Alone and broke, Mary decided to take her last $20 and enter the Louisiana State Lottery, where she won $5,000! She then organized a group of women to invest in mining and once again grew her fortune. When Mary died in 1912, she had no heirs and divided her estate among friends who had helped her during difficult times, a children’s home, and her church.

The colorful story Lynzi uncovered on Newspapers.com shocked her. Her tips include searching for alternative spellings, plotting your ancestors’ locations and checking all the papers along the way, and exhaustive searches! “Discovering records about my ancestors helped me plot points in their lives, but finding them in Newspapers.com helped me bring their story to life,” said Lynzi. Have you discovered your family’s story? Try using Lynzi’s tips and start searching today on Newspapers.com.

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Game of Thrones: Back to the Beginning

As the premier of Game of Thrones’ final season looms, fans are feeling the tension of years of televised build up. The fantasy phenomenon first came to the screen in April of 2011, and it was a hit from the very start.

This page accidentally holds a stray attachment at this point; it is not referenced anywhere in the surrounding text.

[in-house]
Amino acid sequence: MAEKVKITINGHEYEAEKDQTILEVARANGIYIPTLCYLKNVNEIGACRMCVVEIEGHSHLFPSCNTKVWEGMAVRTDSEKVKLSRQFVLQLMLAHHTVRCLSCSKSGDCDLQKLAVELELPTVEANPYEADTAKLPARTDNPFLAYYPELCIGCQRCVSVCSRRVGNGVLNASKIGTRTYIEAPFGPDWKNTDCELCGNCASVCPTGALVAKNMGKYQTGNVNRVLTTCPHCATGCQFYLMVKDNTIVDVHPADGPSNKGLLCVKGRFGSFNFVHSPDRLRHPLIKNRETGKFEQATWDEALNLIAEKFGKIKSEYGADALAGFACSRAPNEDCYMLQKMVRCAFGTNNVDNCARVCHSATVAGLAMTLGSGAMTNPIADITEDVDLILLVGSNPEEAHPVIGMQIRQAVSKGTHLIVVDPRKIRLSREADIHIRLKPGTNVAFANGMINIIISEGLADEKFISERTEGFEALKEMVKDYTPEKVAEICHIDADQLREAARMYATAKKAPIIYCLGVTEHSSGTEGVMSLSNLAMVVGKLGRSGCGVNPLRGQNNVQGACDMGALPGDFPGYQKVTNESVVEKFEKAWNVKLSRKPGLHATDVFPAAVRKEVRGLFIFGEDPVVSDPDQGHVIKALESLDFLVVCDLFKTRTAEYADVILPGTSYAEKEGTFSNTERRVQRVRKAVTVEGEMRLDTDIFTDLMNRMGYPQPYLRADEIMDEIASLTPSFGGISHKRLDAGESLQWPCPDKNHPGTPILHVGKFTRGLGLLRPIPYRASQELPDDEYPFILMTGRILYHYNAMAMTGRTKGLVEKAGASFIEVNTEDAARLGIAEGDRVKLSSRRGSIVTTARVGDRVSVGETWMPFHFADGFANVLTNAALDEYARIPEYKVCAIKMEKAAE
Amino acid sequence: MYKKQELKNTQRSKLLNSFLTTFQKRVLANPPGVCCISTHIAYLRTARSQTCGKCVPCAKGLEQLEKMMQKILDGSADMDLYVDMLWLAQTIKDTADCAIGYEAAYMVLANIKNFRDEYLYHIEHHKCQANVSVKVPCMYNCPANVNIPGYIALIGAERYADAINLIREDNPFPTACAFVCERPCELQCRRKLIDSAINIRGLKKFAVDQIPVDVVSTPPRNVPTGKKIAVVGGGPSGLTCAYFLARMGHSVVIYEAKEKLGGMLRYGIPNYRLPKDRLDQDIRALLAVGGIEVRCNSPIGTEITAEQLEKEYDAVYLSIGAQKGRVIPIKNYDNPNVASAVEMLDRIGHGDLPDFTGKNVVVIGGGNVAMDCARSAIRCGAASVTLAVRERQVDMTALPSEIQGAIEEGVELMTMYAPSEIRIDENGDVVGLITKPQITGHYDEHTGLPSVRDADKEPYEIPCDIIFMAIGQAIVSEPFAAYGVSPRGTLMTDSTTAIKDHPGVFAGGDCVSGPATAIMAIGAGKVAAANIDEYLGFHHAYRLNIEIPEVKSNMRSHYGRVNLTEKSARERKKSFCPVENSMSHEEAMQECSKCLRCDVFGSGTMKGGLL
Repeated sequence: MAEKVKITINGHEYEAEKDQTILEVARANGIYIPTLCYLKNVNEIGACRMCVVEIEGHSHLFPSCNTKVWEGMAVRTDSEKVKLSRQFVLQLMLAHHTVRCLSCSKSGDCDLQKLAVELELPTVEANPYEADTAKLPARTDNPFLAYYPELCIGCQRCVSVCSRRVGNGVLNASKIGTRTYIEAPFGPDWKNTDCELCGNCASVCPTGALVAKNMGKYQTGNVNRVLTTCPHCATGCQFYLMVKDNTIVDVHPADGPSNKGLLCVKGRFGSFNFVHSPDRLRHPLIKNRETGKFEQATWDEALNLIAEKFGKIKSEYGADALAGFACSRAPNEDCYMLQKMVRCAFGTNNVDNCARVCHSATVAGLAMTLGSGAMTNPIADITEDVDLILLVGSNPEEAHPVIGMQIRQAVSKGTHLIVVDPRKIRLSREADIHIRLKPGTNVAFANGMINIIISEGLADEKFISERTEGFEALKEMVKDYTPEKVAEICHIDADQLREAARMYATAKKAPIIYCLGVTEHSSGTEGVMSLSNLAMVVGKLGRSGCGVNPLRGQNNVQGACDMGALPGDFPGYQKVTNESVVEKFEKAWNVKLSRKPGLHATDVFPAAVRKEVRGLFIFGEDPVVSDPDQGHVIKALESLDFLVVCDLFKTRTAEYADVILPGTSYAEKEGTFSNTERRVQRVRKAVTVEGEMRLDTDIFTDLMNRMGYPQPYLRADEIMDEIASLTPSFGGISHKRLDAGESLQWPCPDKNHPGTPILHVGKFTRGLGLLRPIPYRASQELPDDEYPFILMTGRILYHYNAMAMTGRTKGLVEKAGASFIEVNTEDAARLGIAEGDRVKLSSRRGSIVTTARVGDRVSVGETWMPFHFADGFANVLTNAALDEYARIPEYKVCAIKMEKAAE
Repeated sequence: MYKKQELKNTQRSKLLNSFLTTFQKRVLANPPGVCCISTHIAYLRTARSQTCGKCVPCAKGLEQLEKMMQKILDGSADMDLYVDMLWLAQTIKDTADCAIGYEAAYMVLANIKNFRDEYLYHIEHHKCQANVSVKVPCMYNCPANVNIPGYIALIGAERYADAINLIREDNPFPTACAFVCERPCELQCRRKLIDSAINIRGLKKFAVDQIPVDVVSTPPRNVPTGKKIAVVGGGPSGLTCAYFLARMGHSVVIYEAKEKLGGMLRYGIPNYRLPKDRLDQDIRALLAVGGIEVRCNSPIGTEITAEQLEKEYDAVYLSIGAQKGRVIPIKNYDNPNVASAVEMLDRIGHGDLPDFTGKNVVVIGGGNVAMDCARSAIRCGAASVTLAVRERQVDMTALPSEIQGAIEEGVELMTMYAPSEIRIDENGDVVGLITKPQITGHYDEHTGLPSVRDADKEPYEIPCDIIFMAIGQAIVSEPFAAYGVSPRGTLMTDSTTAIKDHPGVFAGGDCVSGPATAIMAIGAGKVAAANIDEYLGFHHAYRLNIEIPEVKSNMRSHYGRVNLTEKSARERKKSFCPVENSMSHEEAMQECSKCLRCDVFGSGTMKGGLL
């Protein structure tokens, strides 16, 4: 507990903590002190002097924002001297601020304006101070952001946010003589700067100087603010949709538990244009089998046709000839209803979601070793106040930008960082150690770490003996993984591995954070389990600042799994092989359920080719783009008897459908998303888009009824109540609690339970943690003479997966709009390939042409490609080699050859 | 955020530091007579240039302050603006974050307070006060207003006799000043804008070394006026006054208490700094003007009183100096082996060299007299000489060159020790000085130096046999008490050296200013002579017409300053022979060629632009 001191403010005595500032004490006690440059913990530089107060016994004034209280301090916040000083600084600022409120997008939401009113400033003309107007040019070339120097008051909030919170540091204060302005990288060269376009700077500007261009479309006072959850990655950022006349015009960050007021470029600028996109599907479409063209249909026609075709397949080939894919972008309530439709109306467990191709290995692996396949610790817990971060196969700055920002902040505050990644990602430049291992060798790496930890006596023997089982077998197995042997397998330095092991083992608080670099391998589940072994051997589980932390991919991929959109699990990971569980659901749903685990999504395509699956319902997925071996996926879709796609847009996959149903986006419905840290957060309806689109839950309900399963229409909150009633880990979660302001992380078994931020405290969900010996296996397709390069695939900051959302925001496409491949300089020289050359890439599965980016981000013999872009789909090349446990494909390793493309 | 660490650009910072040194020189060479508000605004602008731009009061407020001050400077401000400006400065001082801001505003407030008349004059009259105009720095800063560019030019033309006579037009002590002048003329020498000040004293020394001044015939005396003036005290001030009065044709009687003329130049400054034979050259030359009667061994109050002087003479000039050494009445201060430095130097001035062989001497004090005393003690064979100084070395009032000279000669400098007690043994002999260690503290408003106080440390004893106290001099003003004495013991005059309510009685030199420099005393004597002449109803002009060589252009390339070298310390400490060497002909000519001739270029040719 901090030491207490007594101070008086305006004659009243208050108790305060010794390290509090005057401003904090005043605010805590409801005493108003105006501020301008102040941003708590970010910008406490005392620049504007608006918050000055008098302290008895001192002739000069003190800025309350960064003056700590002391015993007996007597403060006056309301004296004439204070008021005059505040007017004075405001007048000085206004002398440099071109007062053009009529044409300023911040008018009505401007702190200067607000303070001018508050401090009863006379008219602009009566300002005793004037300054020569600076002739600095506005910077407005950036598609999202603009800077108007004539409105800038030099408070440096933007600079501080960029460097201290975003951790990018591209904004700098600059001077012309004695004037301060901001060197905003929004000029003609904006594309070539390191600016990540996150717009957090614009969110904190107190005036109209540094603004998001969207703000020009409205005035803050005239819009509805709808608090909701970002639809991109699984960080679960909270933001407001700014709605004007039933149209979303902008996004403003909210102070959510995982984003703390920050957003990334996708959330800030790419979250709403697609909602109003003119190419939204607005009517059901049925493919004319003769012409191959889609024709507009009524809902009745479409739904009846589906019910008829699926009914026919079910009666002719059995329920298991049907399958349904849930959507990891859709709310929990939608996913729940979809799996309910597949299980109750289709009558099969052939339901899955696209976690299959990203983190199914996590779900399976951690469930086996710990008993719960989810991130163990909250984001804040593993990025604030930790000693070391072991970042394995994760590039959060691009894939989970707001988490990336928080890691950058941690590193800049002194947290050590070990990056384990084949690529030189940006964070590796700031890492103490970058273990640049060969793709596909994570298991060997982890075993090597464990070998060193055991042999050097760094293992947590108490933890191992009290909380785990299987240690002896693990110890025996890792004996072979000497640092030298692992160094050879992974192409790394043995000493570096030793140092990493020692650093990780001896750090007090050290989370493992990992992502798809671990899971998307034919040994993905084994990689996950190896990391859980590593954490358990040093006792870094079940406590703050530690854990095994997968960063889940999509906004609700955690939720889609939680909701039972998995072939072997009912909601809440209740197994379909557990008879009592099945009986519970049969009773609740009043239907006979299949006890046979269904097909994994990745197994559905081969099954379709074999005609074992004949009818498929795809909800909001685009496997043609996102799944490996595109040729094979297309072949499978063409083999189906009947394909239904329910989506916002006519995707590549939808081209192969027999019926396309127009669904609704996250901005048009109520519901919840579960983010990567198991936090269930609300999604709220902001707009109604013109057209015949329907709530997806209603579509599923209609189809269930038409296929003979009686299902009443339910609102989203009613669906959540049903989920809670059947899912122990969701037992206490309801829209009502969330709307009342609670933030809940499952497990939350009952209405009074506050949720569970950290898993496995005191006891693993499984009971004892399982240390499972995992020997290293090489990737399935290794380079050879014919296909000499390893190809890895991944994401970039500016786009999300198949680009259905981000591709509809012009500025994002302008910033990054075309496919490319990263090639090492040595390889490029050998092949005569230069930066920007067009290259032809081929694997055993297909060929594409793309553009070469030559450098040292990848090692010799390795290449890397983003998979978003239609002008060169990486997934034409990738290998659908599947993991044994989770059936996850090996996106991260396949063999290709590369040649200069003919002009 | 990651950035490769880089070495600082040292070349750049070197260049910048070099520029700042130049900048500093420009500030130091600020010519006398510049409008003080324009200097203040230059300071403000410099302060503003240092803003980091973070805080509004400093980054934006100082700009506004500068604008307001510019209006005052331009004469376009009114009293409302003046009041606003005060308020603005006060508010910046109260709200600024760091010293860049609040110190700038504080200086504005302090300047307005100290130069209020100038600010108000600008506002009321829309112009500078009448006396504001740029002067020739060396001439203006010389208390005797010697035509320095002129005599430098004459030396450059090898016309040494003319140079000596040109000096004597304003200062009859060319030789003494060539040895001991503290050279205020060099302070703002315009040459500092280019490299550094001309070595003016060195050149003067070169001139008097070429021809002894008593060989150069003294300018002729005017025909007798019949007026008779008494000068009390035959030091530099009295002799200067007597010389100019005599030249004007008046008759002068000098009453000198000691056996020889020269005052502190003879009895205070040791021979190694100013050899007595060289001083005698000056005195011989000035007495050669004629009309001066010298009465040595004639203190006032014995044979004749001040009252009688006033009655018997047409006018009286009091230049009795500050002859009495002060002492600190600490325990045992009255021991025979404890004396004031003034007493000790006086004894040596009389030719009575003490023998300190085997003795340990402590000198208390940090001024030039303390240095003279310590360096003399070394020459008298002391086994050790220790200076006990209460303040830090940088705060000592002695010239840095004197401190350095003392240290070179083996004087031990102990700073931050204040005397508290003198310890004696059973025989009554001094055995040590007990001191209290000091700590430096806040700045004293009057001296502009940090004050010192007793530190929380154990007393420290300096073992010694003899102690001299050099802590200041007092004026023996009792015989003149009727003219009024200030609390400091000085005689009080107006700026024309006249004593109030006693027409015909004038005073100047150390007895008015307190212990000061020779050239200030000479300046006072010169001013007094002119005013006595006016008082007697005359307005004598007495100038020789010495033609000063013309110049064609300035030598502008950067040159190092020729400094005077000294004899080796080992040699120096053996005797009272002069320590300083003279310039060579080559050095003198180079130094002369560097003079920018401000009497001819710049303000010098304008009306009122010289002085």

A Stark Start

Below are some nostalgic clippings from the months following the season 1 debut.

Game of Thrones review following the TV debut, 2011

Game of Thrones review following the TV debut, 2011 Mon, Apr 25, 2011 – 32 · Calgary Herald (Calgary, Alberta, Canada) · Newspapers.com

Game of Thrones rave review, 2011

Game of Thrones rave review, 2011 Fri, Apr 15, 2011 – G24 · The Boston Globe (Boston, Massachusetts) · Newspapers.com

Arya learning to fight, photo from 2011 review of the Game of Thrones TV debut

Arya learning to fight, photo from 2011 review of the Game of Thrones TV debut Fri, Apr 15, 2011 – G24 · The Boston Globe (Boston, Massachusetts) · Newspapers.com

Review of Game of Thrones series debut, 2011

Review of Game of Thrones series debut, 2011 Sat, Apr 16, 2011 – D4 · Leader-Telegram (Eau Claire, Wisconsin) · Newspapers.com

Peter Dinklage, season 1 of Game of Thrones, 2011

Peter Dinklage, season 1 of Game of Thrones, 2011 Sat, Jun 18, 2011 – G4 · The Boston Globe (Boston, Massachusetts) · Newspapers.com

Eight years later, the clipping below is starting to feel like a game of bingo that’s still ongoing.

Who's who in 'Game of Thrones'? April 2011

Who’s who in ‘Game of Thrones’? April 2011 Wed, Apr 13, 2011 – Page 33 · Philadelphia Daily News (Philadelphia, Pennsylvania) · Newspapers.com

One Book Began it All